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What Is Microscopic Colitis?

Microscopic colitis got its name because a microscope must be used to look at tissue samples to make the diagnosis. This syndrome includes two disorders—collagenous colitis and lymphocytic colitis. These two kinds of bowel inflammation affect the colon (large intestine, or bowel). They aren’t related to Crohn’s disease or ulcerative colitis.

More women than men have collagenous colitis; lymphocytic colitis affects men and women equally. People are usually first diagnosed in their 50s or 60s.

What Causes Microscopic Colitis?

The cause is unknown. However, bacteria and their toxins, viruses, and nonsteroidal antiinflammatory drugs (NSAIDs) or other drugs may damage the bowel lining. NSAIDs include aspirin, ibuprofen, and naproxen. An autoimmune response may cause the colitis. This means that the body’s own immune (infection-fighting) system does not recognize cells as belonging to one’s body and destroys them. The disorder can run in families.

What Are the Symptoms of Microscopic Colitis?

The main symptom is chronic watery, nonbloody diarrhea. It often starts quite suddenly. The diarrhea may be constant or come and go. Other symptoms are pain, cramps, or bloating in the abdomen (belly); weight loss; nausea; fecal incontinence; and dehydration.

How Is Microscopic Colitis Diagnosed?

The health care provider may suspect microscopic diarrhea based on the medical history and physical exam. A colonoscopy will be done. For a colonoscopy, the doctor puts a tube through the large bowel. The tube has a lighted end and camera so that the health care provider can see inside the colon. Specific biopsy findings are needed to confirm the diagnosis. For a biopsy, the doctor takes small pieces of bowel tissue for study with a microscope. In collagenous colitis, the bowel lining has a thickened layer of connective tissue (collagen). In lymphocytic colitis, tissue pieces show inflammation with many white blood cells (lymphocytes) in the bowel lining, but with normal collagen.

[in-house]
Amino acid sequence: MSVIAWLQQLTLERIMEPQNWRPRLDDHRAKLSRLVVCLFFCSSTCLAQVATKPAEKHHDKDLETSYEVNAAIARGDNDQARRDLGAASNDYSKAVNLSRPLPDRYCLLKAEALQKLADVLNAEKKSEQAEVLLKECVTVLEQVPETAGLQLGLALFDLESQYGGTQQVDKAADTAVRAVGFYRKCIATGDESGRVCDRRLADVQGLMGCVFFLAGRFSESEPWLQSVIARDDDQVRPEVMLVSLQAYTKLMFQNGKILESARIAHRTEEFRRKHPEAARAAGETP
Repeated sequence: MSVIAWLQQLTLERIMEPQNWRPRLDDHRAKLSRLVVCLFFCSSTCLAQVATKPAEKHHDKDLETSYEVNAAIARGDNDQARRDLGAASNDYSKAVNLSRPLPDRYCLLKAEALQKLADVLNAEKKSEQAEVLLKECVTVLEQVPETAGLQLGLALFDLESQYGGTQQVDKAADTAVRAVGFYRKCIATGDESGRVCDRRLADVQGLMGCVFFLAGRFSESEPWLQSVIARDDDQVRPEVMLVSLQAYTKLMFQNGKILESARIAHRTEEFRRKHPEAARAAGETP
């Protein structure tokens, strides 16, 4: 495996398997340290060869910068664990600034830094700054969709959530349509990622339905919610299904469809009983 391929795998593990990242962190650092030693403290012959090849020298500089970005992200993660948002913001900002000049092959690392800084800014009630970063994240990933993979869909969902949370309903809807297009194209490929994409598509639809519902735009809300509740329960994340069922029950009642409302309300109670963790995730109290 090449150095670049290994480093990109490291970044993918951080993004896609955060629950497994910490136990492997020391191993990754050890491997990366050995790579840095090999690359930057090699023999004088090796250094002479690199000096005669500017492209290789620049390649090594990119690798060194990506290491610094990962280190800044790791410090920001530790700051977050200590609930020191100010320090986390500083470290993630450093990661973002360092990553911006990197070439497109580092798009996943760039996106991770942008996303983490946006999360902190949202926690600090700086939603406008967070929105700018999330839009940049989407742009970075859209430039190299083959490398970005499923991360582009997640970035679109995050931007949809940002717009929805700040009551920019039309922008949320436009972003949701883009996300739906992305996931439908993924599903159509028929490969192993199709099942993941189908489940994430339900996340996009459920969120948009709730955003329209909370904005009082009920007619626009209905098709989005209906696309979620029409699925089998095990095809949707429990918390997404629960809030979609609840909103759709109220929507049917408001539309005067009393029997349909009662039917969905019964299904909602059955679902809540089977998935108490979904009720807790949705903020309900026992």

How Is Microscopic Colitis Treated?

Lifestyle changes to stop diarrhea are usually tried first. The amount of fat in the diet is reduced, foods that contain caffeine or lactose are avoided, and NSAIDs are stopped. If these changes aren’t enough, drugs are tried. Medicines such as bismuth subsalicylate (Pepto-Bismol), loperamide (Imodium), or the combination diphenoxylate and atropine (Lomotil) may help the diarrhea. Bulking agents (psyllium, methylcellulose) may also help. Antiinflammatory medicines, such as mesalamine, sulfasalazine, and steroids including budesonide, reduce inflammation.

DOs and DON’Ts in Managing Microscopic Colitis:

  • DO avoid eating problem foods such as fat, caffeine, and lactose (milk sugar found in dairy products). Avoid spicy foods and alcohol. Stay away from foods that cause gas and diarrhea: carbonated beverages, raw fruits, and vegetables such as beans, cauliflower, broccoli, and cabbage.
  • DO talk to your health care provider about using pain relievers other than NSAIDs. NSAIDs can worsen diarrhea.
  • DO ask your health care provider whether you should drink an oral rehydration solution (ORS). Severe diarrhea can cause dehydration. An ORS has the right amounts of water, salts, and sugar to replace body fluids.
  • DO look into eating a gluten-free diet. Microscopic colitis may respond to this diet.
  • DO learn all you can about microscopic colitis.
  • DO join a support group if you think that would help.
  • DON’T eat possible problem foods at restaurants and social gatherings.
FOR MORE INFORMATION

Contact the following sources:

  • National Digestive Diseases Information Clearinghouse
    E-mail: nddic@aerie.com
    Website: http://www.niddk.nih.gov/health/digest/nddic.htm
  • American College of Gastroenterology
    Tel: (703) 820-7400
    Website: http://www.acg.gi.org

Copyright © 2016 by Saunders, an imprint of Elsevier, Inc.

Ferri’s Netter Patient Advisor